SONA 2020: What needs to be said by the president to save credibility
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Cape Town - Political science and leadership experts are all agreed that if President Cyril Ramaphosa’s State of the Nation Address (Sona) today is to be seen as a hit, it must tackle the issue of state-owned enterprises (SOEs), especially Eskom and SAA, head-on.
Stellenbosch University’s School of Public Leadership’s Zwelinzima Ndlovu said: “We need to hear a coherent government is working to deal with Eskom, and SOEs in general. The president must tell us what concrete steps will be taken against dysfunctional departments, because right now it’s beginning to look as though we changed presidents but retained a dysfunctional government.
“The speech will also be a failure if he doesn’t show leadership on the drought in the Free State.”
A postdoctoral fellow at UWC’s Department of Political Studies, Shingai Mutizwa-Mangiza, said: “The president must come out clearly on the SAA business rescue. Before he left for Addis, he sounded unhappy with the cancellations strategy the airline was taking, but he has to give clarity.
“Is the airline to be privatised, is it going to invite an equity partner, or will it adopt the Ethiopian Airlines model where it’s government-owned but run like a private business?
“If he doesn’t pronounce on issues of unemployment, he will have failed. The honeymoon is over and people want to hear about concrete measures being taken.”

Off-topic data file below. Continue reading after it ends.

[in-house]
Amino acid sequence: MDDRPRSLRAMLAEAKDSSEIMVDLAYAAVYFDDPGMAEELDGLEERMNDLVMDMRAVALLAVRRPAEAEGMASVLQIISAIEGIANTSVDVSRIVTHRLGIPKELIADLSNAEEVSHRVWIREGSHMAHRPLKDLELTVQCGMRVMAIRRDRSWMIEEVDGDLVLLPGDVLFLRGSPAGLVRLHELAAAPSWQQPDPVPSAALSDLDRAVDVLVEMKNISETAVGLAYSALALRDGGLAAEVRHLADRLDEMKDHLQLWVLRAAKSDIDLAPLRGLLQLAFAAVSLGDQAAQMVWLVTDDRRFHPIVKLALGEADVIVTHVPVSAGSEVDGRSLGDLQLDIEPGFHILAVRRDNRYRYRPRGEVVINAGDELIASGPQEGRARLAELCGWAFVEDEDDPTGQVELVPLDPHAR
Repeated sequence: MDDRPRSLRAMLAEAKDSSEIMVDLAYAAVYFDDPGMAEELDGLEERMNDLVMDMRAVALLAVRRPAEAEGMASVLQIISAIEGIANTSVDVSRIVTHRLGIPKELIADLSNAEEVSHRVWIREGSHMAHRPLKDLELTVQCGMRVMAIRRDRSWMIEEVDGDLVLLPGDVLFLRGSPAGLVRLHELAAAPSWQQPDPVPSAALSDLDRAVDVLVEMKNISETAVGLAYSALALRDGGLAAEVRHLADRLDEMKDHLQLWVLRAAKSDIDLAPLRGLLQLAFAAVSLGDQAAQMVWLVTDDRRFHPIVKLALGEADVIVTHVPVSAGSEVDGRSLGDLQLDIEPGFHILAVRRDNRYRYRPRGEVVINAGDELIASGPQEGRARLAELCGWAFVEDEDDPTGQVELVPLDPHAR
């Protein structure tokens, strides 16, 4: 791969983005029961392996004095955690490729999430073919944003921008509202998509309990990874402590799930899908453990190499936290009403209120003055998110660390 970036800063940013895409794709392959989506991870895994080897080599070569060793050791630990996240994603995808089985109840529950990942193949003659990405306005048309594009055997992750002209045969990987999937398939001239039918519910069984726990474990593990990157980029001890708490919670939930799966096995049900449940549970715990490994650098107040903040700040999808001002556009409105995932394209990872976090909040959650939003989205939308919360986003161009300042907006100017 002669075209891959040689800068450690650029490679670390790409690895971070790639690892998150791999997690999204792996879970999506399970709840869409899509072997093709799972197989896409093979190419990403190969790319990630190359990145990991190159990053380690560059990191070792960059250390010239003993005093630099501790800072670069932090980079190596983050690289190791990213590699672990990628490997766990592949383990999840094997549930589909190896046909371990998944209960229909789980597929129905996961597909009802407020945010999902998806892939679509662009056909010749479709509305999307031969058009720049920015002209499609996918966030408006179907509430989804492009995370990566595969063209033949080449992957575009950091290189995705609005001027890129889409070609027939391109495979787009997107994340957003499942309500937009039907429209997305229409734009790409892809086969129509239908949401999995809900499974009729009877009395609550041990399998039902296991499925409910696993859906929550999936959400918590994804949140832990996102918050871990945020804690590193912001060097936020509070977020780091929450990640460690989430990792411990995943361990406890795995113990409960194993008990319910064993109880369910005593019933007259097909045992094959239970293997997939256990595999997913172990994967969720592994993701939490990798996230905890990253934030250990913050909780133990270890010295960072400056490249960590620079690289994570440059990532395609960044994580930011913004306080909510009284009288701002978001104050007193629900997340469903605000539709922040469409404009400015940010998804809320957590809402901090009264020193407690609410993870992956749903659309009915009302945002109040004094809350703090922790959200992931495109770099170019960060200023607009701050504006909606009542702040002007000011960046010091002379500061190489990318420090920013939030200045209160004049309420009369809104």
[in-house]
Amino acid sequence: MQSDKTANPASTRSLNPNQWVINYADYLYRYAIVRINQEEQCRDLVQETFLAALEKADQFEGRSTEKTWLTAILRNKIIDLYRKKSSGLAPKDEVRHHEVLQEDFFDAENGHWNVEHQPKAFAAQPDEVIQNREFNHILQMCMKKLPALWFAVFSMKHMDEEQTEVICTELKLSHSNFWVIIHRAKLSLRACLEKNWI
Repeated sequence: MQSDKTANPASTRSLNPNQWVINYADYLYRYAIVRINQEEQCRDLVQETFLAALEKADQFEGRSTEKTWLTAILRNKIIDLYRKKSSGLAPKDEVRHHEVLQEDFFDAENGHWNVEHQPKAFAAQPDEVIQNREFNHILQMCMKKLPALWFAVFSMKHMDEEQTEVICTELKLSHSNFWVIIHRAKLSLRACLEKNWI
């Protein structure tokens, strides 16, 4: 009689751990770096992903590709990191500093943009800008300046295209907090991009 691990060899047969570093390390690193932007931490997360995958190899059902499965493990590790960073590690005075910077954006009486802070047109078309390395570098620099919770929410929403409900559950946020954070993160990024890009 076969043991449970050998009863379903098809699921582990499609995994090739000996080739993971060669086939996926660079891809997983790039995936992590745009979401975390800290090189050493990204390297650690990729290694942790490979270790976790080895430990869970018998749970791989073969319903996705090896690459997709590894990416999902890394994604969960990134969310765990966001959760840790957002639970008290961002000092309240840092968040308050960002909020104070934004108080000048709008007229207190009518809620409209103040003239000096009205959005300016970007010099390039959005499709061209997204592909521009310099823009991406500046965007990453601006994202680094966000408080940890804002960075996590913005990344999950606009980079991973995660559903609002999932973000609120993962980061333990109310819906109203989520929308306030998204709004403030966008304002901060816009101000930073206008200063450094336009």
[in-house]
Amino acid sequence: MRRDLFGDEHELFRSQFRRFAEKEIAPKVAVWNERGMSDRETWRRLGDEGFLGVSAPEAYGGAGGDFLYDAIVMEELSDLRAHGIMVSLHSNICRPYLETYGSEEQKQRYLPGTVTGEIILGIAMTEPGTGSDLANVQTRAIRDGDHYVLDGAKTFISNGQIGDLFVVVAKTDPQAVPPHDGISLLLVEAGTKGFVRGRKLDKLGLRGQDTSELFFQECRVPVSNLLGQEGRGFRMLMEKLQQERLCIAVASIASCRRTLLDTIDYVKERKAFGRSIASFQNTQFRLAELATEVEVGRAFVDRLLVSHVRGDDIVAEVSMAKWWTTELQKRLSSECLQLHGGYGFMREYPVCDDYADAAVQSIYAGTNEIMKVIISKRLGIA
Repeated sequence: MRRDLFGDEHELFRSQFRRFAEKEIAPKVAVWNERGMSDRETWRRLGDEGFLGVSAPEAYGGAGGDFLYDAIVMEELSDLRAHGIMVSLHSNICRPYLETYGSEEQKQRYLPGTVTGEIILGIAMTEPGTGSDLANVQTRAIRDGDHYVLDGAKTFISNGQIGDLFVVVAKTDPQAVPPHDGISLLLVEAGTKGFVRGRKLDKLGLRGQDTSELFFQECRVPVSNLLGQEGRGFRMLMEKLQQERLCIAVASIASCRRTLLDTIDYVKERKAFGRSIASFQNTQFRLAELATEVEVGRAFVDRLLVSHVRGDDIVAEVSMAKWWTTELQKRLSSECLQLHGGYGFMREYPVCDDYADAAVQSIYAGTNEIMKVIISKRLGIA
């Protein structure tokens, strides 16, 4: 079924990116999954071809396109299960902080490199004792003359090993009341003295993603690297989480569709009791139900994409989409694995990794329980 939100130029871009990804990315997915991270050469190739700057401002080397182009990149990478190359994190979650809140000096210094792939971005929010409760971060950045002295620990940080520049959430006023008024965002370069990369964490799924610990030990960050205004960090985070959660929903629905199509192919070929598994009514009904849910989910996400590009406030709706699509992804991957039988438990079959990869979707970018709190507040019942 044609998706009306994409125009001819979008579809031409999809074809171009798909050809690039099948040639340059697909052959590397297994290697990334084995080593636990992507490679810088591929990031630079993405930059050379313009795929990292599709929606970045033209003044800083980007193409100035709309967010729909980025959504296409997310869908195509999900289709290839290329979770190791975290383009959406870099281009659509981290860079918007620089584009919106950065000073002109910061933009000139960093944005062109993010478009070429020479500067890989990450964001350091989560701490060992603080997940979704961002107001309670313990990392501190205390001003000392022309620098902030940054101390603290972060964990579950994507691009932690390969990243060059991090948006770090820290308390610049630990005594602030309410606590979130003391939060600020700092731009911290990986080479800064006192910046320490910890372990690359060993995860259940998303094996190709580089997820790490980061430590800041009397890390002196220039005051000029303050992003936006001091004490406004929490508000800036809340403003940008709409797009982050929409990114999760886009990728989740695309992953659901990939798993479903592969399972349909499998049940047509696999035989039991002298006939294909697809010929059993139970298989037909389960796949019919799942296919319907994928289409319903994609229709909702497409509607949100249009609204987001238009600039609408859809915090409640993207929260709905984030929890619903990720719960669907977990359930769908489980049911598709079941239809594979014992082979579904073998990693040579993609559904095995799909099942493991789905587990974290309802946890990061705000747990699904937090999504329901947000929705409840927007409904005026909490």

UCT Graduate School of Business development economist Mundia Kabinga, said: “The president needs to give clarity on utilities and SOE reform. For instance, there was recently talk of the setting up of another utility SOE, but there has been no more talk about whether the unbundling of Eskom is still happening.
“We all know there are factions in Luthuli House pulling this way and that, but the president needs to make a stand one way or the other.”
The chief executive of the National Employers’ Association of SA,
Gerhard Papenfus, said: “Mr President, at the Sona you have yet another opportunity to share your vision for South Africa. Should it indeed be your intention to preside over our continued decline, through expropriation of property without compensation, the complete destruction of our health services and the capture of pension funds, then say so unequivocally.
“Let South African business know, let foreign investors know and don’t let Moody’s guess. If, however, you too believe that these policies will cause the demise of our country, then say so in similar, unequivocal terms.
“Put your political life on the line. If it leads to your temporary political downfall, so be it; at least then, you will be recognised as a leader, and millions will rush to support you.”